But I think the real God loves us, she affirms everything, she is love and goodness and hope itself. I’m not talking about the Christian God, though. I am just saying wherever there is a spark of beauty, that’s God, that’s the thing worth loving and seeking and worshiping. Shit, I hate how new-agey I sound.

  11. michael May 7th, 2009 12:03 am

    Eileen: I’m not mad at God, but I question Him a lot, and I don’t particularly feel respectful anymore. Maybe I don’t believe enough, or in the right way. If Hell exists, going there wouldn’t surprise me, especially considering the last year.

  12. Rachael Starke May 7th, 2009 1:18 am

    Hi Michael,

    I’d say I just randomly found your blog, but I’m a Christian – we don’t believe in randomness a whole lot. 🙂

    I’m also a fifth-generation preacher’s kid who hated God and everything to do with religion. I still remember the day I told God (who I also told myself I didn’t believe in) that He could go to Hell.

    Six weeks later I knew He was real. And I eventually even learned that He actually did go to Hell, so I didn’t have to. That’s what Jesus’ life on earth, death and resurrection are all about.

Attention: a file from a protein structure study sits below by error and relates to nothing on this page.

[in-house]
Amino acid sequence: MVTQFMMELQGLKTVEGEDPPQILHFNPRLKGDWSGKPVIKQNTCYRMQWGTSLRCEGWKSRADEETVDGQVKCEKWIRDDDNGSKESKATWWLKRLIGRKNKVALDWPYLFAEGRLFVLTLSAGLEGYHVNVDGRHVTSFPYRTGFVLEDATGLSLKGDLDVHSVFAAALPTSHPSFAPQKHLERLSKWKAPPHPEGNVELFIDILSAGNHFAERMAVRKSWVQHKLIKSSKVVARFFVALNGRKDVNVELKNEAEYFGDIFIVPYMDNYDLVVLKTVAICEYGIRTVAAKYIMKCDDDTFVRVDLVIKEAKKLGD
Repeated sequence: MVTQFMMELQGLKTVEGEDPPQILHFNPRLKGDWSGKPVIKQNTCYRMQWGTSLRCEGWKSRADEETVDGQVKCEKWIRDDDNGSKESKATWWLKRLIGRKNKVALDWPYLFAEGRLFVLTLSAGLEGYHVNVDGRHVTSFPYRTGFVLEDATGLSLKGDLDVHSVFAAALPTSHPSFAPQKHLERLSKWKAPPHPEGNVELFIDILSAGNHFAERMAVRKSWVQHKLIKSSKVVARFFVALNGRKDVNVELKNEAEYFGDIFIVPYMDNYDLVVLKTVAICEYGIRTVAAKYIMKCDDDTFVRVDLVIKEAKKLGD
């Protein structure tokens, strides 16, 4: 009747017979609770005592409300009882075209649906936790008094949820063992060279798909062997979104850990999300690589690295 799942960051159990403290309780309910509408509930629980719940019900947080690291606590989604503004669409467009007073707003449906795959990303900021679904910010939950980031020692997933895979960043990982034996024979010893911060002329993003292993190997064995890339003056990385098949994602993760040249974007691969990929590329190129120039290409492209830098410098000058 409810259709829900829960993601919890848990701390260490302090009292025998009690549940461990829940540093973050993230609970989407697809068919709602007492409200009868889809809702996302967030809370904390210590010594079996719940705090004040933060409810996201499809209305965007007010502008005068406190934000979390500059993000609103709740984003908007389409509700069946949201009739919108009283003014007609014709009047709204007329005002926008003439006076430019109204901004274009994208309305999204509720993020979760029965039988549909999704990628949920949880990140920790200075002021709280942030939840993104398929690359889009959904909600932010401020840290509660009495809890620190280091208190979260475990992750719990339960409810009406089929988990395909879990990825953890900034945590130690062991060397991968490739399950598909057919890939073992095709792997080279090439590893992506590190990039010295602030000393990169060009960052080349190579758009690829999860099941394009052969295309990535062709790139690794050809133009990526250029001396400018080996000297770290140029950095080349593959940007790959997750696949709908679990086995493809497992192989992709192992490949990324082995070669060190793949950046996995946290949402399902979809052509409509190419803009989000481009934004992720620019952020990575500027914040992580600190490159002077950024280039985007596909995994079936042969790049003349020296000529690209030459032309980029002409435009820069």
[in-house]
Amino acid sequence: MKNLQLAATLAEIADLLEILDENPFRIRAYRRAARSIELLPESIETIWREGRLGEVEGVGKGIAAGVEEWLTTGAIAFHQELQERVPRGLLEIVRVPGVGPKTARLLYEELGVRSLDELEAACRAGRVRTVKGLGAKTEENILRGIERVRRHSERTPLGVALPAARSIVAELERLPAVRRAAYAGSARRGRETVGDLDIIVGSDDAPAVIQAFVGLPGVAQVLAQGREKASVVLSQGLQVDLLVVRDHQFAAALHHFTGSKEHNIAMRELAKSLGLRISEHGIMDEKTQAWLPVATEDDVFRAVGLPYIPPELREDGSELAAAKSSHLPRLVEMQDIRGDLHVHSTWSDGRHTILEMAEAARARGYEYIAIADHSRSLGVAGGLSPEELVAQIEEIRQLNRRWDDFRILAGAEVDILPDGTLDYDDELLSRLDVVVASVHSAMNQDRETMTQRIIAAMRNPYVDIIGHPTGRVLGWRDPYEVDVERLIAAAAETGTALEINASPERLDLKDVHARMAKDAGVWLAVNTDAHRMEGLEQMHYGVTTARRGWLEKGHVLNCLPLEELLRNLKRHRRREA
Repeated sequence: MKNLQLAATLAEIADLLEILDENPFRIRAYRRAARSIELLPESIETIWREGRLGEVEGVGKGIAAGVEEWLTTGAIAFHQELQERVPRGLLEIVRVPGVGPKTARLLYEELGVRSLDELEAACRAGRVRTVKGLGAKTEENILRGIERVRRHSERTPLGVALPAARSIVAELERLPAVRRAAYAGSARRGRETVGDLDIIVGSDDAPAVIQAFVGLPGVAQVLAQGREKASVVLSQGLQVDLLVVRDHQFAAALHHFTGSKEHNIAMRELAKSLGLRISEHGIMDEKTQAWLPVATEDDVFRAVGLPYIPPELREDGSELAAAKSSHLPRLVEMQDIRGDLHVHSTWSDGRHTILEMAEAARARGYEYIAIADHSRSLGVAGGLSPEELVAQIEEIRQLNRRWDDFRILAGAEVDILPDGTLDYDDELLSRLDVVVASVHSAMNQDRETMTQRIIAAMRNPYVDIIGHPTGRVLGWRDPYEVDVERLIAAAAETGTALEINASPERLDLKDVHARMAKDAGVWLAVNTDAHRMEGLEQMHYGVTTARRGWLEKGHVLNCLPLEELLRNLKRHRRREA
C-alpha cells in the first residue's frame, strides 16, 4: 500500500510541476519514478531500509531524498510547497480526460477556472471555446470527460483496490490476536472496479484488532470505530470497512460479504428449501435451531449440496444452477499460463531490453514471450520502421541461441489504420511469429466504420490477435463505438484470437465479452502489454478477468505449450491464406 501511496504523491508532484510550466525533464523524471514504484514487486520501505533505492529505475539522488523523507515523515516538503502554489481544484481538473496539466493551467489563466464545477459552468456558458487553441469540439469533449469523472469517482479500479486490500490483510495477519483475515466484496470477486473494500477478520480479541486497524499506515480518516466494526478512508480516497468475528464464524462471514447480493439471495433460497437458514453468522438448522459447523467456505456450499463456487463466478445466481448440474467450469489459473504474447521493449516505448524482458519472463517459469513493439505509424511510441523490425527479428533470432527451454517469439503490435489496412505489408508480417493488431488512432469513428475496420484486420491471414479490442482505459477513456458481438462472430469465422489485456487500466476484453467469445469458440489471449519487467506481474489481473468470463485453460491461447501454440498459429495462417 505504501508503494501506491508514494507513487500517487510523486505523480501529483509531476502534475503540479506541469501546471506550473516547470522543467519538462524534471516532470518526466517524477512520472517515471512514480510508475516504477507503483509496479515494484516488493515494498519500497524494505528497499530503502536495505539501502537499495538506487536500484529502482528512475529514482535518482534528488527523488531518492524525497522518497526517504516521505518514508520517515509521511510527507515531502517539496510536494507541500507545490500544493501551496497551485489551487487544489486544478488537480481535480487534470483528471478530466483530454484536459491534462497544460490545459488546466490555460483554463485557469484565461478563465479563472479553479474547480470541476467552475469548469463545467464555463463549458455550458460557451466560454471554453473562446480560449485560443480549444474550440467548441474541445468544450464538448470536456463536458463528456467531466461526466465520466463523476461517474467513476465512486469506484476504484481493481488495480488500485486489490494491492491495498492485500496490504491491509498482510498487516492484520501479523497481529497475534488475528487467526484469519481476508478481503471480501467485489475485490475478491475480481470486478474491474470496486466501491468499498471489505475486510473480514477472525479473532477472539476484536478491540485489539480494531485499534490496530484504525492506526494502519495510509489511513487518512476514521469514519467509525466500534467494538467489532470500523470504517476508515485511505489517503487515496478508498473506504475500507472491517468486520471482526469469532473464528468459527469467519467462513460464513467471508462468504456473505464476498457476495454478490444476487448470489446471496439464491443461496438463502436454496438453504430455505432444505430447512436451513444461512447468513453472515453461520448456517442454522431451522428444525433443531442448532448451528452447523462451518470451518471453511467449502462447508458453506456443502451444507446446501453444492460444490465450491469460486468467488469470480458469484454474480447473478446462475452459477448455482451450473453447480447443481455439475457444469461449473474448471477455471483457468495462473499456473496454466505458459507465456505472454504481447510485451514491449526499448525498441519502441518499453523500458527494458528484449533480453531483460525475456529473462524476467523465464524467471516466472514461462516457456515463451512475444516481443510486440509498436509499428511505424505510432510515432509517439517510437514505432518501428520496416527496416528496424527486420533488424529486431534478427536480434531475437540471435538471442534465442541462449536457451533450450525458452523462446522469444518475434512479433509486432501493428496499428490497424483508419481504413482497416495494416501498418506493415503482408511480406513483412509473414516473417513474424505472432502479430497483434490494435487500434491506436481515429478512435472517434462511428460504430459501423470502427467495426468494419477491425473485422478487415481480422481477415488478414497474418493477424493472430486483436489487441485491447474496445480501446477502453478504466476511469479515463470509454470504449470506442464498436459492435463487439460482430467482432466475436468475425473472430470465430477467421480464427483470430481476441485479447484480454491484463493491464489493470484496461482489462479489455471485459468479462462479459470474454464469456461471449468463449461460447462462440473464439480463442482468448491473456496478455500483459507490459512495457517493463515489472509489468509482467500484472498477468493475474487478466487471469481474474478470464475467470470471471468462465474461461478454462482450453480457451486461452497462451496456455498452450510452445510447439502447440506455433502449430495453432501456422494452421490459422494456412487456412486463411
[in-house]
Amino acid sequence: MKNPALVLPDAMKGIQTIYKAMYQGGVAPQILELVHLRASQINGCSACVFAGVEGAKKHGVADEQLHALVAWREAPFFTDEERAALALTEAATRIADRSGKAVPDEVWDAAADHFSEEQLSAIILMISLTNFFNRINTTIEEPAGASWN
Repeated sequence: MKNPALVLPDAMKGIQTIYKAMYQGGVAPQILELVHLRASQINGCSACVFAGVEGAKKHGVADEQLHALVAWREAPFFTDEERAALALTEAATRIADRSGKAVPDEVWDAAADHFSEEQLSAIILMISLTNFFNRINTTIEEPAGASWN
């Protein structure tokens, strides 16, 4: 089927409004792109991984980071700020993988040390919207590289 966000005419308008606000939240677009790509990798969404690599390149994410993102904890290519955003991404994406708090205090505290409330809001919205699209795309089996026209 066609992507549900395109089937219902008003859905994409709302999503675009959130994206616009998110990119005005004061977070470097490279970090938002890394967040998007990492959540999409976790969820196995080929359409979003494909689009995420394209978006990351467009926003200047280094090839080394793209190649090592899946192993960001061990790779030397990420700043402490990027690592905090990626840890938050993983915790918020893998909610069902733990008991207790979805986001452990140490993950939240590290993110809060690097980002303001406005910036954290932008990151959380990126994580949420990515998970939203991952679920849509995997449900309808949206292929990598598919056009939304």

That was almost 20 years ago. It’s funny. I was just talking to my husband tonight about all the things I thought I knew or thought were real when I was younger, and how almost all of them were total lies.

    But the one thing I know, that I would die rather than deny, is that God is real, and that He loves me. All that Jesus was and is prove that.

    And He loves you too. He loves you enough to remove all the distractions that most of the world lives in and for every day, just so that you can know for certain just how God loves you.

    Thanks for asking. 🙂